The EOS C70 features the game-changing Dual Gain Output (DGO) sensor technology, which was first introduced on the EOS C300 Mark III. This sensor takes two different readouts from one image pixel in real time. Each readout amplifies one aspect, hence “dual gain”:  one readout has amplified saturation (saturation-prioritising gain), which retains saturation and details in highlight areas, while the other prioritises lower noise (noise-prioritising gain), retaining detail in the shadows and dark areas. Blending both readouts produces vivid HDR footage with little visible noise.

Here’s a detailed technical explanation on how the DGO sensor works


2. What is Canon Log and how does it affect visual quality?

In video, just like in still photography, capturing more details in highlight and shadow areas depends on the dynamic range.

In still photography, the conventional way of producing high dynamic range (HDR) images is to merge at least three exposure bracketed images. The bracketed images would be exposed for the highlight areas, midtones, and shadows respectively, and combining them would increase the dynamic range of the resulting image.

However, when recording video, it’s not possible to bracket every single frame (although the DGO sensor works in a similar way). Each frame recorded must already have a wide dynamic range. One way to do that is through log recording.

How log recording works

The volume of light entering each image pixel (photosite) generates analogue signals that must be converted into digital signals. During conversion, the camera needs to determine how to map the tones (brightness) to be recorded based on the light intensity detected. This “map” is the gamma mode.

Most video cameras use a gamma called Rec.709, which maps light on a curve that is comparatively linear. Rec.709 is widely used on televisions and display screens, and it achieves pleasant-looking playback, even if the footage is played back as recorded with no treatment in post-production. However, as Rec.709 doesn’t have a very wide dynamic range, it doesn’t reproduce details in highlight and shadow areas very well.

On the other hand, the silver halide film that was used in both photography and movie production is known for its unique photosensitivity characteristics: it can reproduce a wide range of tones (wide dynamic range) from highlights to shadows, offering more latitude (amount of under or over exposure that can be recovered). Log gammas were created to digitally reproduce the light sensitivity characteristics of film.

“But Canon Log footage looks so flat…”

Footages recorded in a log gamma like Canon Log have a wide dynamic range, but you may notice that they are rather low saturation and low contrast. Such neutrality allows it to retain more tone information especially in the extreme shadows and highlights. As a result, you have more latitude when colour grading in post-production—a process that is necessary to give your work a distinct look and atmosphere.



Footage shot with the conventional Rec.709 gamma. Exposing for the horse and person causes the mountains and sky in the background to be blown out.


Canon Log

With Canon Log, the tones in the mountains and sky in the background are reproduced, which shows the abundance of the tonal information that was captured.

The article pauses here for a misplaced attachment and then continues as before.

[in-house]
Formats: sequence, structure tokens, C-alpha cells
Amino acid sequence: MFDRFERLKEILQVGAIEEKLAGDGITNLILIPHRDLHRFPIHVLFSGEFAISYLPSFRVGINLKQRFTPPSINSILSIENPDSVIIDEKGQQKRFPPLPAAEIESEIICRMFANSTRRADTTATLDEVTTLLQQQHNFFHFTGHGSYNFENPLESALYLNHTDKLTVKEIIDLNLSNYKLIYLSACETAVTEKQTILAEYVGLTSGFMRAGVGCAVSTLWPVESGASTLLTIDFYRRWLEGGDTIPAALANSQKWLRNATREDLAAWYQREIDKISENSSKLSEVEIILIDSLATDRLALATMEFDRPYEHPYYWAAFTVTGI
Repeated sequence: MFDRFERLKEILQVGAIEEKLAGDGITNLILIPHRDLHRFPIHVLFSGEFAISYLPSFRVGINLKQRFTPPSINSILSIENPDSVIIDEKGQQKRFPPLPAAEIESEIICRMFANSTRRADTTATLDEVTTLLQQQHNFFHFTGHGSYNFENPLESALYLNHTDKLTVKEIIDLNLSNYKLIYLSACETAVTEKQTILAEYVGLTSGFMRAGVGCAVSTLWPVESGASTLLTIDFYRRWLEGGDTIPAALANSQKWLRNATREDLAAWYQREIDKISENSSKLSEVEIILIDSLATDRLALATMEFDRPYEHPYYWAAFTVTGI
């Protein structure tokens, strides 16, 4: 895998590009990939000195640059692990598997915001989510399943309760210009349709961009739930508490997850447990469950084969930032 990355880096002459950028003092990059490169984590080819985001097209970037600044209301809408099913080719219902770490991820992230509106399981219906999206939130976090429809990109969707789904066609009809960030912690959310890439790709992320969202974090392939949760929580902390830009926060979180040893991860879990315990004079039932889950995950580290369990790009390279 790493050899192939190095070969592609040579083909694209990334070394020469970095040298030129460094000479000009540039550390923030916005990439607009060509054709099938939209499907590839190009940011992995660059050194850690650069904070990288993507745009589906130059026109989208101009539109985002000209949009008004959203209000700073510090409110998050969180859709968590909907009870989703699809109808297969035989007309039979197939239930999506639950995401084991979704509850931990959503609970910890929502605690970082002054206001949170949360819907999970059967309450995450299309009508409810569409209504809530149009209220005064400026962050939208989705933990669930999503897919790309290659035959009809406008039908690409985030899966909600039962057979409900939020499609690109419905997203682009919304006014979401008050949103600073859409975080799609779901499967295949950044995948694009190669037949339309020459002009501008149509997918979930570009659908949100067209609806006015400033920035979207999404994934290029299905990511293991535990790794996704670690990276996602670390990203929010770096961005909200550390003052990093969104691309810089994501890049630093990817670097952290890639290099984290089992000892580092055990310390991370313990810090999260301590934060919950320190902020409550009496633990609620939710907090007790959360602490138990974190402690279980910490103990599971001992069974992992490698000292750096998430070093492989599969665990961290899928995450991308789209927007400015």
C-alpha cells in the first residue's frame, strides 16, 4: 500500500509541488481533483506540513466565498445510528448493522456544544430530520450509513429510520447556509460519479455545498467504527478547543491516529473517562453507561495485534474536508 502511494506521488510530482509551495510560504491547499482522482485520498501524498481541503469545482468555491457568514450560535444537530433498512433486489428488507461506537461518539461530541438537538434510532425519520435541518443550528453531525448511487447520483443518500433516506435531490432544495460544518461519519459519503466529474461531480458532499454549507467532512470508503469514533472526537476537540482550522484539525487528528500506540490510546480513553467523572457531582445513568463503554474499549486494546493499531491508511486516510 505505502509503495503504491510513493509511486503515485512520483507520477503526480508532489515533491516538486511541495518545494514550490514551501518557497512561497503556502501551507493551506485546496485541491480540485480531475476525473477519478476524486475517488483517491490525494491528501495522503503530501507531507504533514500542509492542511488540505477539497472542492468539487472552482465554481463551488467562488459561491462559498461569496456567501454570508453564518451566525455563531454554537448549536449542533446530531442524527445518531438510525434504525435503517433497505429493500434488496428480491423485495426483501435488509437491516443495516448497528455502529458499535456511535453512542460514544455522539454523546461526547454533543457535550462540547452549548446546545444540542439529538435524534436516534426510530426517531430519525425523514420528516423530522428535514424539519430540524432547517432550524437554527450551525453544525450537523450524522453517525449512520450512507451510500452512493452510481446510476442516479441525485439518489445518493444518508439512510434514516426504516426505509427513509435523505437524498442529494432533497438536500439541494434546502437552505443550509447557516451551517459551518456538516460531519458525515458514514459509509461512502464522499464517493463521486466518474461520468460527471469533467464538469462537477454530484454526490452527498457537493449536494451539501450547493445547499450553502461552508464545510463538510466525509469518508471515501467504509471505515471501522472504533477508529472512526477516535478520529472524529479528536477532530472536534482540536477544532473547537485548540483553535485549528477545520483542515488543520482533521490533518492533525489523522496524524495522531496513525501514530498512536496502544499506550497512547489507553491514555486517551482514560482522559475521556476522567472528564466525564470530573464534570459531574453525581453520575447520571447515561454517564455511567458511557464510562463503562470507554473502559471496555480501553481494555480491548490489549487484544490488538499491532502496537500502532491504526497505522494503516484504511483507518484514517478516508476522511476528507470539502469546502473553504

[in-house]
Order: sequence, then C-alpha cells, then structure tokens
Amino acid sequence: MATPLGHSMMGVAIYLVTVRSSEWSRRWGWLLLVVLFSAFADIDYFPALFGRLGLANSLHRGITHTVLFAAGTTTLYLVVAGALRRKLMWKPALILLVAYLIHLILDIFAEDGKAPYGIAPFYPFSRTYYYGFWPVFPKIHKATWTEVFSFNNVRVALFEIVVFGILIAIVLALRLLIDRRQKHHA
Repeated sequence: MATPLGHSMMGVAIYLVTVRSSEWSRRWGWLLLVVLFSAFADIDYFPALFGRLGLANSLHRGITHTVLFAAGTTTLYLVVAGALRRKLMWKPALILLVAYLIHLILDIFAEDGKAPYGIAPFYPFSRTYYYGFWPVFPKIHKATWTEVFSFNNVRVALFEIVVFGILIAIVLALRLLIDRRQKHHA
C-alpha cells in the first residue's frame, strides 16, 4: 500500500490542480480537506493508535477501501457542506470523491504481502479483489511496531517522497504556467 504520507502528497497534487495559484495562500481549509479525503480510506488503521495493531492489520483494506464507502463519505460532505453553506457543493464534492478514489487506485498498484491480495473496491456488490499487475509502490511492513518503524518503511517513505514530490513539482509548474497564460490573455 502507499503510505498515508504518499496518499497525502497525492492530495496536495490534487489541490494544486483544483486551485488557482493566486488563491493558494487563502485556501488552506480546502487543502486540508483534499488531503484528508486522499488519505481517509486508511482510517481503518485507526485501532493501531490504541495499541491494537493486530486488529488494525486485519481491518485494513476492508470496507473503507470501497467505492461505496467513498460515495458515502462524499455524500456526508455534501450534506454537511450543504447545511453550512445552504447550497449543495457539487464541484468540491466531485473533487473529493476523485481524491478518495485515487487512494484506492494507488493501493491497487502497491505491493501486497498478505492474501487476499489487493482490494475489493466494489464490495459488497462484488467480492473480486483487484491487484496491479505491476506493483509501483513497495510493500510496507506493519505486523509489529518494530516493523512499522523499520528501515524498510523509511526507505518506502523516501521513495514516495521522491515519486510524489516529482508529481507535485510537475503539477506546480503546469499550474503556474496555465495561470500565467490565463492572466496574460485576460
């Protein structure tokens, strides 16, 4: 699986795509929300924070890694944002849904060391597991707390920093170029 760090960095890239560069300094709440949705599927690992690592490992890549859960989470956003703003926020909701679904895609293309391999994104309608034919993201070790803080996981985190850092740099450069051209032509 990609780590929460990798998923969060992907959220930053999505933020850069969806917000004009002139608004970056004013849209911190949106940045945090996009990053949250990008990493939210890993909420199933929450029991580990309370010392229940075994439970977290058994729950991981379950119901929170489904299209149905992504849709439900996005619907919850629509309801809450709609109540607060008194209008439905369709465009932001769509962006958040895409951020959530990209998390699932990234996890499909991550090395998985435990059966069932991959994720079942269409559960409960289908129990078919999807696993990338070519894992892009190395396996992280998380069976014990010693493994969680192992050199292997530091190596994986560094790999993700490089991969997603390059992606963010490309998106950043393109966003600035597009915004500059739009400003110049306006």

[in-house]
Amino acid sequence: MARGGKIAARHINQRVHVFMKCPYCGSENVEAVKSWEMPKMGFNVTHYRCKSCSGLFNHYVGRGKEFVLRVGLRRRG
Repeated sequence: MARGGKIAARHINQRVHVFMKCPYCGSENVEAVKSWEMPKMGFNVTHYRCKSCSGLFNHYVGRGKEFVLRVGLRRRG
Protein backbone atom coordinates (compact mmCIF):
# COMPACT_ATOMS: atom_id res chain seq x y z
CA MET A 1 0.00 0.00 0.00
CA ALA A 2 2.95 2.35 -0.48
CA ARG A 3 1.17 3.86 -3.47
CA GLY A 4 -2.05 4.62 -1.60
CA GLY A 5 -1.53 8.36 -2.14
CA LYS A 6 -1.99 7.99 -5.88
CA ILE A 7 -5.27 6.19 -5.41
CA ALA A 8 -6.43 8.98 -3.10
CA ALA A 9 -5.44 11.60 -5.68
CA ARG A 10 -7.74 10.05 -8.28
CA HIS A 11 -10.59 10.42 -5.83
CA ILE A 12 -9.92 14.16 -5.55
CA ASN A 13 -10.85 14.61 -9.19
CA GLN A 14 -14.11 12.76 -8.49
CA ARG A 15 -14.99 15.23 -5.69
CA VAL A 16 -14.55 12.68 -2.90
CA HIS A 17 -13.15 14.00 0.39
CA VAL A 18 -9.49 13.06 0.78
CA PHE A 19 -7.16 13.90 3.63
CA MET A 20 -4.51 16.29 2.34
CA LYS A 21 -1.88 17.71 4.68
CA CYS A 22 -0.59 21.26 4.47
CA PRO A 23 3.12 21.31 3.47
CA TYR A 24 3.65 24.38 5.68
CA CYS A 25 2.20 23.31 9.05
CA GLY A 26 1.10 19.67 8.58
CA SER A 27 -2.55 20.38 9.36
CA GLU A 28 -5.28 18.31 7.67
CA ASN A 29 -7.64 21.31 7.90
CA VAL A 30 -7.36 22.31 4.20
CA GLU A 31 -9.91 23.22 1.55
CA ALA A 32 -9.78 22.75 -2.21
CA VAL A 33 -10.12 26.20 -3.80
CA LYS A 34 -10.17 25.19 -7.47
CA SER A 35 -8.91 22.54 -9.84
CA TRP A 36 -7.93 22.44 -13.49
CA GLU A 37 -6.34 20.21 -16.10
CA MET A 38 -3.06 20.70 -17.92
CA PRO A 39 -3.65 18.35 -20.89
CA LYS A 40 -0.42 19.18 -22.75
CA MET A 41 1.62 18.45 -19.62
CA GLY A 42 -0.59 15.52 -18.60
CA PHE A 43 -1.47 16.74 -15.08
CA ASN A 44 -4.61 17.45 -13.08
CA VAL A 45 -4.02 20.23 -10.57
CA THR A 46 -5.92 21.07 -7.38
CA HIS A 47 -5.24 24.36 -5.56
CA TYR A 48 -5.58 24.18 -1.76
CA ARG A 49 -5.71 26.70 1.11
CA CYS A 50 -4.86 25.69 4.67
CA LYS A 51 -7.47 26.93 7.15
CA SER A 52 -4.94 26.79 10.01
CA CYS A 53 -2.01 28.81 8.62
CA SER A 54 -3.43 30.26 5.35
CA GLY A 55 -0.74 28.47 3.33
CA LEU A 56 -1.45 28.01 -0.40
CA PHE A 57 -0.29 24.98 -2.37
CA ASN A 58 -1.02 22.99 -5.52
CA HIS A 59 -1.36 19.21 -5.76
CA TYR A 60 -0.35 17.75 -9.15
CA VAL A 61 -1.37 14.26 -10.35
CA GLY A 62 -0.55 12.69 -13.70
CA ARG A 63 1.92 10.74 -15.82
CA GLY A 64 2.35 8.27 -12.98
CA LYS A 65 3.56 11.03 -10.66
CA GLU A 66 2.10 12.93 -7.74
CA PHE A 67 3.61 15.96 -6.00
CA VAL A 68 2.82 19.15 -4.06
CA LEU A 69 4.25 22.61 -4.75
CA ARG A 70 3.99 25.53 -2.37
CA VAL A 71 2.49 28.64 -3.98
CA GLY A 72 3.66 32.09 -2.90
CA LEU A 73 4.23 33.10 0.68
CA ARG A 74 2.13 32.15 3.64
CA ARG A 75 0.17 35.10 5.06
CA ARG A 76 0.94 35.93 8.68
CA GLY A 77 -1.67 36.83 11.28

Canon Log (colour graded)

Colour grading adjusts the colours and tones in the footage to convey the desired visual aesthetic. The abundant tonal information preserved enables more expressive freedom.

Canon Log, Canon Log 2, and Canon Log 3: What’s the difference?

There are three different Canon Log gammas in the Cinema EOS series. The EOS C70 features Canon Log 2 and Canon Log 3, while the EOS R5 and EOS R6 feature Canon Log and Canon Log 3. Of the three, Canon Log 2 achieves the widest dynamic range.

Canon Log
Dynamic range approx.12 stops
Distinctive feature Easier colour grading as image quality is close to ITU-R BT.709.
Canon Log 2
Dynamic range approx.15 stops
(With the 4K DGO sensor on EOS C70: up to 16+ stops equivalent)
Distinctive feature Has characteristics close to film. Offers higher tonality in medium to dark areas.
Canon Log 3
Dynamic range approx.13.3 stops 
(With the 4K DGO sensor on EOS C70: up to 14 stops equivalent)
Distinctive feature Retains the advantages of Canon Log, but with greater dynamic range especially in the highlight areas.

The 4K Super 35mm DGO sensor on the EOS C70 increases the dynamic range even further, achieving up to 16+ stops’ equivalent in Canon Log 2, and up to 14 stops’ equivalent in Canon Log 3. In this sense, the EOS C70 offers even more post-production possibilities—and more freedom with creative visual expression.

To know: Other HDR gammas supported

The EOS C70 supports other gammas such as HDR PQ and HLG, which have become commonly used standards in HDR video production. While some EOS DSLR cameras and EOS R system camera models support HDR PQ recording, there is currently no model that supports HLG. While Canon Log supports post-production workflows where colour grading is important for the creative outcome, HLG and HDR PQ support workflows where colour grading is not necessary for the final product.


3. The factors that affect actual video recording time

Why do DSLR and mirrorless cameras have a video recording limit?

1) Import duties

Certain regions had a law that placed higher import duties on video cameras than on photography cameras, with “video camera” being defined as a camera with the ability to record longer than 30 minutes. (This regulation has been abolished). To avoid incurring the extra tax and enable a lower retail price, the recording time on DSLR and mirrorless cameras was capped at below 30 minutes.

2) Overheating

Recording high-resolution video files incurs a heavy processing load, which causes the image processing engine to heat up. Photography cameras, especially the more advanced cameras, are weather-sealed for dust and droplet-resistance, but this also makes it hard for heat to escape.


On the other hand, the EOS C70 is equipped with an active cooling system: the first clue is the large air intake vent on its body. The system consists of a built-in fan and exhaust system that cools and removes the heat that builds up inside the camera, enabling uninterrupted recording for as long as your battery and memory media permit. It is isolated from the weather-sealed parts of the camera to prevent dust and moisture from reaching the sensor and electronics.

Know this: Shooting higher frame rates